Brown CS News

Brown CS Students, Alums, And Faculty Win Two CSCW Honors

Click the links that follow for more news about Sarah Bawabe, Jeff Huang, Tongyu Zhou, and other recent accomplishments by our faculty, students, and alums

Multiple members of the Brown CS community have returned from the ACM Conference on Computer-Supported Cooperative Work and Social Computing (CSCW) with two honors for their work. Brown CS alums Sarah Bawabe and Laura Wilson, students Tongyu Zhou and Ezra Marks, and Professor Jeff Huang’s paper (“The UX Factor: Using Comparative Peer Review to Evaluate Designs through User Preferences”) has received an Honorable Mention as well as an Impact Recognition Award.

CSCW is a prominent venue for research in the design and use of technologies that affect groups, organizations, communities, and networks. Bringing together top researchers and practitioners, CSCW explores the technical, social, material, and theoretical challenges of designing technology to support collaborative work and life activities. Both honors were chosen by a separate Awards Committee based on both the original reviews and committee members’ assessment of nominated papers. Impact Recognitions, new this year, are intended to recognize papers that contribute to a potentially significant impact in CSCW research, in practice, in design, in policy, or in the real world in substantive ways.

In their paper, the authors develop UX Factor, a peer evaluation platform that aims to characterize the behavior of peer reviews and the consistency of the ranking models used to aggregate these reviews. This system harnesses the power of pairwise comparisons to minimize bias and encourage context-driven analysis. By adopting UX Factor in a user interface course of 133 students and teaching assistants (TAs) across three different individual design projects over a semester, they found that the system was effective in eliciting high-quality feedback. Among their findings, the researchers note that raters had higher agreement than random preferences, and with at least 15 ratings per submission, a simple average of ratings produced rankings that were consistent to both the raw ratings and other more complex models. These rankings were robust to disagreeable raters and changing class sizes, demonstrating the potential of comparative peer review to match the quality of expert feedback at scale.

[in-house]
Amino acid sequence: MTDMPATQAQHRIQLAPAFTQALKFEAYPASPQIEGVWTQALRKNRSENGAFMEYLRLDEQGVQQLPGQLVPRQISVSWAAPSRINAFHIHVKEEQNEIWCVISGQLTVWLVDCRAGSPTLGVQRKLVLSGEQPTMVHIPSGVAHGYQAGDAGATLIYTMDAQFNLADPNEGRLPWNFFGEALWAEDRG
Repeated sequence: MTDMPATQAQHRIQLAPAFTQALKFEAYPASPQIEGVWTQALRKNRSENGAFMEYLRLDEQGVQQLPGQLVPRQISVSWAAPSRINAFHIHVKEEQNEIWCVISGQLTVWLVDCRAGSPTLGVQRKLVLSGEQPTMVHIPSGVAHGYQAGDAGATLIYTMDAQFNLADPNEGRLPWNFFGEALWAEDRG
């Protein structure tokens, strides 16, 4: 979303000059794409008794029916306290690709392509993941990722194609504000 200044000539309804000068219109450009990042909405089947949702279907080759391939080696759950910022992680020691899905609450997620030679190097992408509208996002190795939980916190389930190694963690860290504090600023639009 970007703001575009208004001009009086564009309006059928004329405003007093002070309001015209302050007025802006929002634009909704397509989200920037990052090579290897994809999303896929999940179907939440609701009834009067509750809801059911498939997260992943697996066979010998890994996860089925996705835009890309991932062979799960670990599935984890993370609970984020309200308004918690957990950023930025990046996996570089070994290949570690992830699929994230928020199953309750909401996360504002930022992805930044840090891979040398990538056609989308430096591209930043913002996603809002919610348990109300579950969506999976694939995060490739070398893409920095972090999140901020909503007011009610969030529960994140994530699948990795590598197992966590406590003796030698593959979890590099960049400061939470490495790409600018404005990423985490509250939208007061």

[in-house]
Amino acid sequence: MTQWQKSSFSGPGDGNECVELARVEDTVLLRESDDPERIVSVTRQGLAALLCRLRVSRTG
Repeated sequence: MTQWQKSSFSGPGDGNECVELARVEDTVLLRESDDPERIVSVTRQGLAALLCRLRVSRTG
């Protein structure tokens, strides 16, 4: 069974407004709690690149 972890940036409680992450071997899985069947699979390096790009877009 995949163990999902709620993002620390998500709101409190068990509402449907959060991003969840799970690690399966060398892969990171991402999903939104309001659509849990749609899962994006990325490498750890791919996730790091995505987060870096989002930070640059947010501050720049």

UX Factor has also been translated into Japanese for the College Creative Jam run by Adobe in Japan, where it was used as the main submission and feedback platform. [Note that the linked site above is mostly in Japanese.]

For more information, click the link that follows to contact Brown CS Communication and Outreach Specialist Jesse C. Polhemus.